At Newmarket, the wall stood so firm that it appeared to splinter the battering ram. At Ascot, however, it only just held intact. On the face of it, then, one last heave at Goodwood today should be enough for Toronado to bring Dawn Approach tumbling down in the big showdown of the week.
After all, this downland ridge is very much home turf for Toronado's veteran trainer, who landed running here – saddling his 65th and 66th career winners at this meeting in the first two races. And Richard Hannon's belief that Toronado was below form in the 2,000 Guineas, when flattening out into fourth behind the runaway winner Dawn Approach, was certainly vindicated in the St James's Palace Stakes last month.
There was only a nostril in it there, even with Dawn Approach enjoying the relative run of the race. Dropped out from his wide draw, Toronado had to circle the field before losing crucial momentum when hampered two furlongs out. Those extra endeavours took their toll, and the Irish colt was just able to hold out for an eighth win in nine starts.
In turn, however, Dawn Approach himself deserves extra credit. If this was a less dominant performance than he produced in the Guineas, then it was still a pretty extraordinary one, so soon after his startling implosion in the Derby. Even by the singular standards of Jim Bolger, whose best horses have historically tended to match their brilliance with unflinching toughness, this was some recovery just 17 days after Epsom.
Ultimately, those weighing up short odds about both rivals in the Qipco Sussex Stakes should perhaps view Toronado as a collector of credible excuses, and Dawn Approach sooner as a collector of first prizes. "I'd say he's a hard horse to get past," Bolger observed. "Two days after Ascot he was bucking and squealing. That's the sort he is. A week later he's put up about 10 kilos, so it was time to get after him again. He has a great mind, and a great constitution."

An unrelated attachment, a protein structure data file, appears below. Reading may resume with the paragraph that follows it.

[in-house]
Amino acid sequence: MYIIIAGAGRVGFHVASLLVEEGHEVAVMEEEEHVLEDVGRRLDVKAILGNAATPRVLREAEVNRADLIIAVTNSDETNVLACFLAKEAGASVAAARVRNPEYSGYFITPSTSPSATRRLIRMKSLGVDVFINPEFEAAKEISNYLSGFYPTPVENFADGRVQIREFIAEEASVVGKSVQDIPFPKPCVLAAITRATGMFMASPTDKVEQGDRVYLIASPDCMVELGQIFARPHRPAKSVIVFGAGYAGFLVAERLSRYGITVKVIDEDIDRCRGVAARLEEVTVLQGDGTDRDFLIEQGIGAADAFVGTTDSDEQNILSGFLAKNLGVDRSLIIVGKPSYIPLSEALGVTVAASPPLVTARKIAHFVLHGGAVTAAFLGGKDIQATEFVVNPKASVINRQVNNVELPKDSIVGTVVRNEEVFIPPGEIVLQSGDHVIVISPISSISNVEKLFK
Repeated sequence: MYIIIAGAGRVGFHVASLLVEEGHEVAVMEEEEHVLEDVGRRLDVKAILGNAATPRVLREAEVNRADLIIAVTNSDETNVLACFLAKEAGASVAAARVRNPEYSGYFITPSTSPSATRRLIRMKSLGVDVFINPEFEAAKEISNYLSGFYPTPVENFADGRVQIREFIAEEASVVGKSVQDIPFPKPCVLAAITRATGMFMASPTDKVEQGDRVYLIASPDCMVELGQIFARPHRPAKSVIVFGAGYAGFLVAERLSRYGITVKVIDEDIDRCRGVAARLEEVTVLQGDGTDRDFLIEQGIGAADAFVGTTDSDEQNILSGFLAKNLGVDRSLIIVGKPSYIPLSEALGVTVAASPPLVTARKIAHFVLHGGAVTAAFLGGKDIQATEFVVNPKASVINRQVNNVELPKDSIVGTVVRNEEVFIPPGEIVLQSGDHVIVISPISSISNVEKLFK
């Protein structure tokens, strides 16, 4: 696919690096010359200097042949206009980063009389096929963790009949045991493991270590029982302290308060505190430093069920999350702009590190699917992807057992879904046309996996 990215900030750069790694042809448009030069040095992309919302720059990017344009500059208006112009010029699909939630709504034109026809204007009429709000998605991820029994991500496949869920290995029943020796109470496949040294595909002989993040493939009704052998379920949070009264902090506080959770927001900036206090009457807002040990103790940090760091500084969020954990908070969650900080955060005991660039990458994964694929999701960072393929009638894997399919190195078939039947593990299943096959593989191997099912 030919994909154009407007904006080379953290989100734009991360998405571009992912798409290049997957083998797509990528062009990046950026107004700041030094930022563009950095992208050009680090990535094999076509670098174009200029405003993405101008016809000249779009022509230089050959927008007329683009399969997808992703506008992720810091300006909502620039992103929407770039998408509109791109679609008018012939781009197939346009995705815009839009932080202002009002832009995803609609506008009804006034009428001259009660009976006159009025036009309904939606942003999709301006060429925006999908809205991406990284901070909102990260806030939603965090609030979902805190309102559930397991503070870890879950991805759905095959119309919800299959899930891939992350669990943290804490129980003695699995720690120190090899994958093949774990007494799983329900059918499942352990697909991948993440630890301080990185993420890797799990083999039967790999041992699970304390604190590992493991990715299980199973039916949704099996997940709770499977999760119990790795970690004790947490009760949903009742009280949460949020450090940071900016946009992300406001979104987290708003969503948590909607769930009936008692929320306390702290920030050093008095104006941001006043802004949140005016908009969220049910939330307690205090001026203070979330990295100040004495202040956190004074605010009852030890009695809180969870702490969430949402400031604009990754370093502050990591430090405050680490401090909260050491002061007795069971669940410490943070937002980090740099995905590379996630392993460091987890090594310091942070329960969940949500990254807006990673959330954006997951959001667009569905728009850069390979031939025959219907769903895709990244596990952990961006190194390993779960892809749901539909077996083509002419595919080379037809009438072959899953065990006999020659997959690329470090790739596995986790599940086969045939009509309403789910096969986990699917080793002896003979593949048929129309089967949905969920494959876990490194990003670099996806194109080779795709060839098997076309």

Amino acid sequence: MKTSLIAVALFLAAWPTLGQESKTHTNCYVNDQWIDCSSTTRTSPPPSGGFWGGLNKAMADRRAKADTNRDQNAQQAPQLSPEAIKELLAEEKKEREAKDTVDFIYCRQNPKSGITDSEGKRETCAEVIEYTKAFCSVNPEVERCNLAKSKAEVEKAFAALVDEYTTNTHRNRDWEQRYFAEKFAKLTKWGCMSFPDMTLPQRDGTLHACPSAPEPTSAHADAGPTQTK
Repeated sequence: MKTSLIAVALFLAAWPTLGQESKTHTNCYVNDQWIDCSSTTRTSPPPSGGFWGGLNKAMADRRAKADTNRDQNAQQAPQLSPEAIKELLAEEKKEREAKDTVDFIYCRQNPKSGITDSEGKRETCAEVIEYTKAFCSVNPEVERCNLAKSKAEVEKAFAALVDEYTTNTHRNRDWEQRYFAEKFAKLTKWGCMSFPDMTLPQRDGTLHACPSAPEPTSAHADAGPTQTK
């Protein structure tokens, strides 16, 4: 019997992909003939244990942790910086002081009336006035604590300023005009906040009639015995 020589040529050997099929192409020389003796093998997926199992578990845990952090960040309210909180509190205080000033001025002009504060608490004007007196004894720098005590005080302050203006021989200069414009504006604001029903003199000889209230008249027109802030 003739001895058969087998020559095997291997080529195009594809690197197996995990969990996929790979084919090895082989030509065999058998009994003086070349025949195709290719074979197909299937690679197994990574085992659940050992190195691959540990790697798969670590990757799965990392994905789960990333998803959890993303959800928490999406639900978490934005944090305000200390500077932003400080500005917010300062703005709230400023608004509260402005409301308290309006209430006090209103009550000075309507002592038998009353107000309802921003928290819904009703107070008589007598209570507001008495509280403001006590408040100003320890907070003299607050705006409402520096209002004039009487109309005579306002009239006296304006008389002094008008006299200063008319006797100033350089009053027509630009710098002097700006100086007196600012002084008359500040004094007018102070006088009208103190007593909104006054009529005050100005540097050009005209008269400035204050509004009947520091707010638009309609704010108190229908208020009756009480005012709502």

Bolger describes his champion as in "mighty awesome form." The Hannon camp is no less bullish, but it would be typical of racing for some interloper to intrude on their duel. With Declaration Of War in the field, that is not a possibility to be taken lightly.
There is an incestuous quality to the form of the three-year-olds, after all, and nobody could be adamant as yet how they measure up against their seniors. After a breakthrough success at Ascot, Declaration Of War has since run a fine second to Al Kazeem in the Eclipse at Sandown.
It is worth noting that Mars, third in the St James's Palace Stakes, never landed a blow in fourth that day – over a trip that should have suited him rather better. Declaration Of War himself ran a curious race, briefly struggling to hit top gear despite the longer distance. Judged on the zest he showed at Ascot, however, this sharper test should be ideal. At 5-1, he provides a sound argument for settling the dilemma over his younger rivals by rejecting them both.